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Posts from the Pedestrian Safety Category

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Daly City Police’s Idea of Vision Zero: Ticketing “Jaywalkers” at BART

Daly City police officers recently targeted people crossing against the walk signal on John Daly Boulevard to reach the Daly City BART Station, just south of the San Francisco border, as seen in a KRON 4 “People Behaving Badly” segment last week.

Commuters crossing against the light when John Daly is clear of traffic are not known to be a major cause of pedestrian crashes. But DCPD’s traffic sergeant told Streetsblog these types of operations are common and driven by collision data, though the data wasn’t on hand.

Officer Rey Asuncion was seen in the segment apparently trying to scare violators into not running into a driver’s path by describing a recent hit-and-run crash that killed an elderly man.

There was no evidence the victim in that crash crossed against a signal, and Asuncion’s description contained several inaccurate details.

“About a month ago, we had a Chinese gentleman who got hit at an intersection in Daly City,” Asuncion said in the segment. “He got struck at that intersection. The vehicle got away, and we have not found the driver, but unfortunately for that gentleman, he died right there at the scene.”

Here are the known facts of the crash he was referring to, according to media reports and DCPD’s traffic sergeant. On Highway 35 near Westridge Avenue on December 14 (four months ago), a driver hit and killed 77-year-old Daly City resident Jose Rosel in a crosswalk. The driver, 40-year-old Joro Petrovmoray, was arrested in February and charged with felony hit-and-run causing death. His vehicle was found an auto body shop where he allegedly sold it after the crash. He has plead not guilty.

DCPD Traffic Division Sergeant Matthew Fox acknowledged that Asuncion “might not be apprised of what detectives have done with that case… maybe he misspoke, but the message was to be safe along these corridors.”

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Abisai May Dzul, 24, Victim of the “Alemany Maze” Highway Tangle

The Alemany Maze. Photo: Chuck B. / my back 40 (feet)

Abisai May Dzul, 24, was killed while walking on an off-ramp in the “Alemany Maze,” the forbidding tangle of freeway ramps where Highways 101 and 280 intersect in the southeast city. The crash occurred on Sunday at about 9 p.m., according to media reports.

Walking up the Highway 101 off-ramp at Alemany Boulevard, Dzul “had been struck by at least one car and possibly a second,” the CA Highway Patrol told Bay City News. Neither of the drivers stopped.

“This Alemany interchange, like the notorious Hairball slightly to the north at Cesar Chavez, is a mess for anyone trying to walk from, say, the popular Farmers Market to catch the #9-San Bruno on Bayshore,” said Fran Taylor, who helped organize CC Puede for safer streets around the “Hairball” junction at Highway 101 and Cesar Chavez.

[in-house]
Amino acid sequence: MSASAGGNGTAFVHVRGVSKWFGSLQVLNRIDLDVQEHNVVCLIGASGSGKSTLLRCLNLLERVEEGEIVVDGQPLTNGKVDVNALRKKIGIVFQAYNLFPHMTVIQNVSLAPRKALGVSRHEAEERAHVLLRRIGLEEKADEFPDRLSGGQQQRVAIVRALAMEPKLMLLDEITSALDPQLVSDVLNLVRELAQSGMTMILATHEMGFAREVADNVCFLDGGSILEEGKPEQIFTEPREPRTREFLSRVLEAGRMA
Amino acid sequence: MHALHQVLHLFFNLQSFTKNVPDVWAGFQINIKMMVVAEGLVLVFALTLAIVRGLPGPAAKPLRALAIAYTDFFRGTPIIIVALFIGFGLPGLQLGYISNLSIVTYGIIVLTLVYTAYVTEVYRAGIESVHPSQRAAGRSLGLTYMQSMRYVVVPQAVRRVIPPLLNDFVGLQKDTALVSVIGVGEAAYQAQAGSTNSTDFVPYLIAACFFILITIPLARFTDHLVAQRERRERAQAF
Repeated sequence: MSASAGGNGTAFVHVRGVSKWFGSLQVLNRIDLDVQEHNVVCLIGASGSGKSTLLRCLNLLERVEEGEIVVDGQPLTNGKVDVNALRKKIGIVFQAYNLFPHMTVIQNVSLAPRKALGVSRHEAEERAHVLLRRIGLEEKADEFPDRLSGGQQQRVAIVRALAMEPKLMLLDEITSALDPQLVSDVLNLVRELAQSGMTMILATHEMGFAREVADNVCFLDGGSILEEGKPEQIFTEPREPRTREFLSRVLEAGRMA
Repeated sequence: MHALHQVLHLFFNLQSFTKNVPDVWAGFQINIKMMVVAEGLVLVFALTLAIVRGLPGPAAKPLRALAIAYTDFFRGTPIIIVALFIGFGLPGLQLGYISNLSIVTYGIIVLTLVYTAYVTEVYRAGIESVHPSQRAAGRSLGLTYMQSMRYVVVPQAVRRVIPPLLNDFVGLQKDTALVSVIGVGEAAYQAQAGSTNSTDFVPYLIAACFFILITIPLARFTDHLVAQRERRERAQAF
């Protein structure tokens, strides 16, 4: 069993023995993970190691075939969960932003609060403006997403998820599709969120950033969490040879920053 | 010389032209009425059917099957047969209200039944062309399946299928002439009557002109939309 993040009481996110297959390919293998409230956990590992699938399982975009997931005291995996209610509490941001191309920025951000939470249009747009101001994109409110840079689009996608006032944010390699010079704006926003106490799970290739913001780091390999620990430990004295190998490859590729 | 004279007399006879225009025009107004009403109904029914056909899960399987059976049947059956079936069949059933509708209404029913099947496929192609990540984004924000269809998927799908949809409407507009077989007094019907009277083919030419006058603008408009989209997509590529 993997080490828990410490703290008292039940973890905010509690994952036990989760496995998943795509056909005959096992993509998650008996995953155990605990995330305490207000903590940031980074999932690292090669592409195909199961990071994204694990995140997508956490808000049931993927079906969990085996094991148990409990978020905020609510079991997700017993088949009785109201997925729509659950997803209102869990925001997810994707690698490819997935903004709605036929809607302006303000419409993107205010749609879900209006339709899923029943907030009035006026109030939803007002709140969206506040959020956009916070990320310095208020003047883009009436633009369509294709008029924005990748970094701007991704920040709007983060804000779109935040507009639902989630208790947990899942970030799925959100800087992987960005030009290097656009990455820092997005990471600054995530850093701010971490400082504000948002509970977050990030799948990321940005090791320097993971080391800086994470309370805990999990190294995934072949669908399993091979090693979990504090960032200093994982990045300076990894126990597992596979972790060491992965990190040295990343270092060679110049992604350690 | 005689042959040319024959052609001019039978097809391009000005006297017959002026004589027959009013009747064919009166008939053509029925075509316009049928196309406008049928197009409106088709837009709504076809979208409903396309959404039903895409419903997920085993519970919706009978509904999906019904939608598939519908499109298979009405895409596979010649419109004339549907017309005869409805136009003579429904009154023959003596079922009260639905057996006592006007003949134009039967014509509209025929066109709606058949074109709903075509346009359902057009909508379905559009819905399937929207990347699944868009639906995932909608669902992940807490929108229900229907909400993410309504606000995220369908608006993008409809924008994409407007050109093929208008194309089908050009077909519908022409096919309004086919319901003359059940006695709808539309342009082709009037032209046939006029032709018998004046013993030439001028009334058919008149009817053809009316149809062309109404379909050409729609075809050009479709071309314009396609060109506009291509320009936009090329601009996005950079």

Last year, D10 Watch author Chris Waddling wrote about the “outright hostile conditions for pedestrians and cyclists” presented by the Alemany Maze and the Hairball, noting that “neither area is currently slated for improvement in the near term.” The Alemany Maze cuts off access between the Portola, Bayview, and Bernal Heights neighborhoods for people walking and biking.

The maze “is in desperate need of attention” from Caltrans and city agencies, Waddling wrote.

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Taxi Driver Kills High School Senior Seana Canavan at Pine and Larkin

Pine and Larkin Streets. Image: Google Street View

Seana Canavan, who would have turned 18 today, was killed by a taxi driver at Pine and Larkin Streets Saturday night at 10:28 p.m., the SF Chronicle reported.

Seana Canavan. Photo via SFGate

Seana Canavan. Photo via SFGate

Canavan was a senior at International High School in Hayes Valley. Sammy Walker, who knew Canavan since they were five, told the Chronicle, “Seana wasn’t just unique because of who she was, but because of what she was — a student, daughter, athlete, artist, comedian, feminist, San Franciscan, believer and my best friend.”

The SFPD told the Chronicle that Canavan “stepped in front of a taxi heading westbound on Pine” when she was hit. The taxi driver stayed at the scene.

On the stretch of Pine where Canavan was hit, drivers cruising along a route with synchronized traffic signals pick up speed on a downhill slope. Pine is a three-lane, one-way street. Like most streets that criss-cross the Tenderloin and nearby neighborhoods like Polk Gulch, where the crash occurred, it is designed primarily to whisk car traffic along.

The Department of Public Health has flagged Pine as one of SF’s “high-injury corridors,” the 6 percent of streets and intersections where 60 percent of severe and fatal pedestrian injuries occur.

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Chinatown Program to Turn Kids Into Safe Streets “Investigators”

Jean Parker Elementary School students at the Chinatown CDC’s Safe Walks to School workshop in 2011. The school will now have a similar regular after-school program. Photo: Deland Chan

A new after-school program will teach kids in Chinatown not just how to survive on car-centric streets — but also how to redesign them.

Students in grades 3 to 5 will learn to act as “city street investigators” in a program launched by the Chinatown YMCA, the Chinatown Community Development Center, the SF Safe Routes to School Partnership, and Walk SF. It will be held in conjunction with a more conventional program teaching students, including grades K-2, how to avoid getting run over by drivers.

“This approach is unique because we’re not stopping at education, we’re thinking of additional ways to empower kids and families with the knowledge they need to assess their transportation system and determine needed improvements to truly achieve Vision Zero and end traffic deaths and serious injuries by 2024,” said Walk SF Executive Director Nicole Ferrara in a statement.